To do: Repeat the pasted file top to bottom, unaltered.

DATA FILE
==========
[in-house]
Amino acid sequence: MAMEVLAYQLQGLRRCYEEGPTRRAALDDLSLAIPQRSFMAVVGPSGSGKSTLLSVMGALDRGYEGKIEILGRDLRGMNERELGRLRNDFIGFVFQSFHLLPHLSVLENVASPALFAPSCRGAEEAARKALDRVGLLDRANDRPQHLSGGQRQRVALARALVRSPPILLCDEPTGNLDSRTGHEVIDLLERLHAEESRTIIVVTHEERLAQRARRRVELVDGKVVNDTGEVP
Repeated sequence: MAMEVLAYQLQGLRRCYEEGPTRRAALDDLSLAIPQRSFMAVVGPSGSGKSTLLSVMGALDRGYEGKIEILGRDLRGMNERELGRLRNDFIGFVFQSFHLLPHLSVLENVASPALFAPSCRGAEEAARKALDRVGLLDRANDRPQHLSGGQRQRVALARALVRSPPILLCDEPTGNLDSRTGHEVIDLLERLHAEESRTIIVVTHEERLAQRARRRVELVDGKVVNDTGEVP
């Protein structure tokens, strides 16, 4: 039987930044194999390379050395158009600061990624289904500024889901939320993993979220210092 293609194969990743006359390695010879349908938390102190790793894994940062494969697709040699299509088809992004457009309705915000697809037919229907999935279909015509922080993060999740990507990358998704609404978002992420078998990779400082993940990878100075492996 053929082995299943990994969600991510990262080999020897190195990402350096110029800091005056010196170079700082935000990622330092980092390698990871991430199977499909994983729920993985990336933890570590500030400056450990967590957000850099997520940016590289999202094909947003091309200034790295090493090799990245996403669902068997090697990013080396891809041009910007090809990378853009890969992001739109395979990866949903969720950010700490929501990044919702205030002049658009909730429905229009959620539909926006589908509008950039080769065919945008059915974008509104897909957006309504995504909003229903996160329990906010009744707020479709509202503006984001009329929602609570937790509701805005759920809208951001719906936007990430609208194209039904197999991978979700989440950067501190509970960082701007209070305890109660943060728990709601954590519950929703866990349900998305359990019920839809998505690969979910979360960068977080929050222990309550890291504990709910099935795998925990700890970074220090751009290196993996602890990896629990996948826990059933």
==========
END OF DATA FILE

[in-house]
Amino acid sequence: MAMEVLAYQLQGLRRCYEEGPTRRAALDDLSLAIPQRSFMAVVGPSGSGKSTLLSVMGALDRGYEGKIEILGRDLRGMNERELGRLRNDFIGFVFQSFHLLPHLSVLENVASPALFAPSCRGAEEAARKALDRVGLLDRANDRPQHLSGGQRQRVALARALVRSPPILLCDEPTGNLDSRTGHEVIDLLERLHAEESRTIIVVTHEERLAQRARRRVELVDGKVVNDTGEVP
Repeated sequence: MAMEVLAYQLQGLRRCYEEGPTRRAALDDLSLAIPQRSFMAVVGPSGSGKSTLLSVMGALDRGYEGKIEILGRDLRGMNERELGRLRNDFIGFVFQSFHLLPHLSVLENVASPALFAPSCRGAEEAARKALDRVGLLDRANDRPQHLSGGQRQRVALARALVRSPPILLCDEPTGNLDSRTGHEVIDLLERLHAEESRTIIVVTHEERLAQRARRRVELVDGKVVNDTGEVP
């Protein structure tokens, strides 16, 4: 039987930044194999390379050395158009600061990624289904500024889901939320993993979220210092 293609194969990743006359390695010879349908938390102190790793894994940062494969697709040699299509088809992004457009309705915000697809037919229907999935279909015509922080993060999740990507990358998704609404978002992420078998990779400082993940990878100075492996 053929082995299943990994969600991510990262080999020897190195990402350096110029800091005056010196170079700082935000990622330092980092390698990871991430199977499909994983729920993985990336933890570590500030400056450990967590957000850099997520940016590289999202094909947003091309200034790295090493090799990245996403669902068997090697990013080396891809041009910007090809990378853009890969992001739109395979990866949903969720950010700490929501990044919702205030002049658009909730429905229009959620539909926006589908509008950039080769065919945008059915974008509104897909957006309504995504909003229903996160329990906010009744707020479709509202503006984001009329929602609570937790509701805005759920809208951001719906936007990430609208194209039904197999991978979700989440950067501190509970960082701007209070305890109660943060728990709601954590519950929703866990349900998305359990019920839809998505690969979910979360960068977080929050222990309550890291504990709910099935795998925990700890970074220090751009290196993996602890990896629990996948826990059933």